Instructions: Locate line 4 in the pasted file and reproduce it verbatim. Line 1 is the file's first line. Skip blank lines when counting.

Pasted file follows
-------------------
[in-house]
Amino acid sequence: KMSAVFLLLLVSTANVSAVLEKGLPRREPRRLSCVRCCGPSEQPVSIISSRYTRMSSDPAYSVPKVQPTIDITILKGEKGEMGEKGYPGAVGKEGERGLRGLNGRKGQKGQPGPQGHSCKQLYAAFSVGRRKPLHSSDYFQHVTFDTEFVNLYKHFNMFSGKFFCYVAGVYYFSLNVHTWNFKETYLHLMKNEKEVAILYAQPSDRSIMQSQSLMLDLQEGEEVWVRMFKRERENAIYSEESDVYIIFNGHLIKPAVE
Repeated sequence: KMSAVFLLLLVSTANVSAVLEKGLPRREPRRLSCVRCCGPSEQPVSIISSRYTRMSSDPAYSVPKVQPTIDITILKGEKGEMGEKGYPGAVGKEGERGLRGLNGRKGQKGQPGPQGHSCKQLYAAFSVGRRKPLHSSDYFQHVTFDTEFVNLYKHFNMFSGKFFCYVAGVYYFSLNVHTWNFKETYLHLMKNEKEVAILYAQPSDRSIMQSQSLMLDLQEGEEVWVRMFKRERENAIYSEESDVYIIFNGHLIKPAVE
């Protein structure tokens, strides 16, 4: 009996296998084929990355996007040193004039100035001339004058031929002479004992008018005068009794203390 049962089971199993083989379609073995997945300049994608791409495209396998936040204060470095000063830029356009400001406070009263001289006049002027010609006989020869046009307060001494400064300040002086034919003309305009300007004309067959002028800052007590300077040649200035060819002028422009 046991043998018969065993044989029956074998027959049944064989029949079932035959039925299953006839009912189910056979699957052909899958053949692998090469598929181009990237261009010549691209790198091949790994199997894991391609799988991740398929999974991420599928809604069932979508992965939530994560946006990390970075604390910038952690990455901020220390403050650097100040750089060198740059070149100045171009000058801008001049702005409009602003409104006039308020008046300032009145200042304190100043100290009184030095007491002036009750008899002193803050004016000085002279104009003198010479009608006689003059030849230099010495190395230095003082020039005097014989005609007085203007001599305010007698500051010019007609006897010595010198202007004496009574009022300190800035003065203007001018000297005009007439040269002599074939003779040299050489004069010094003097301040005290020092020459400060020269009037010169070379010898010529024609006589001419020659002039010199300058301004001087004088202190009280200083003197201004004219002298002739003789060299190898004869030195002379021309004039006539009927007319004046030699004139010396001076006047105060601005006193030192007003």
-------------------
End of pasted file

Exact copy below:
């Protein structure tokens, strides 16, 4: 009996296998084929990355996007040193004039100035001339004058031929002479004992008018005068009794203390 049962089971199993083989379609073995997945300049994608791409495209396998936040204060470095000063830029356009400001406070009263001289006049002027010609006989020869046009307060001494400064300040002086034919003309305009300007004309067959002028800052007590300077040649200035060819002028422009 046991043998018969065993044989029956074998027959049944064989029949079932035959039925299953006839009912189910056979699957052909899958053949692998090469598929181009990237261009010549691209790198091949790994199997894991391609799988991740398929999974991420599928809604069932979508992965939530994560946006990390970075604390910038952690990455901020220390403050650097100040750089060198740059070149100045171009000058801008001049702005409009602003409104006039308020008046300032009145200042304190100043100290009184030095007491002036009750008899002193803050004016000085002279104009003198010479009608006689003059030849230099010495190395230095003082020039005097014989005609007085203007001599305010007698500051010019007609006897010595010198202007004496009574009022300190800035003065203007001018000297005009007439040269002599074939003779040299050489004069010094003097301040005290020092020459400060020269009037010169070379010898010529024609006589001419020659002039010199300058301004001087004088202190009280200083003197201004004219002298002739003789060299190898004869030195002379021309004039006539009927007319004046030699004139010396001076006047105060601005006193030192007003």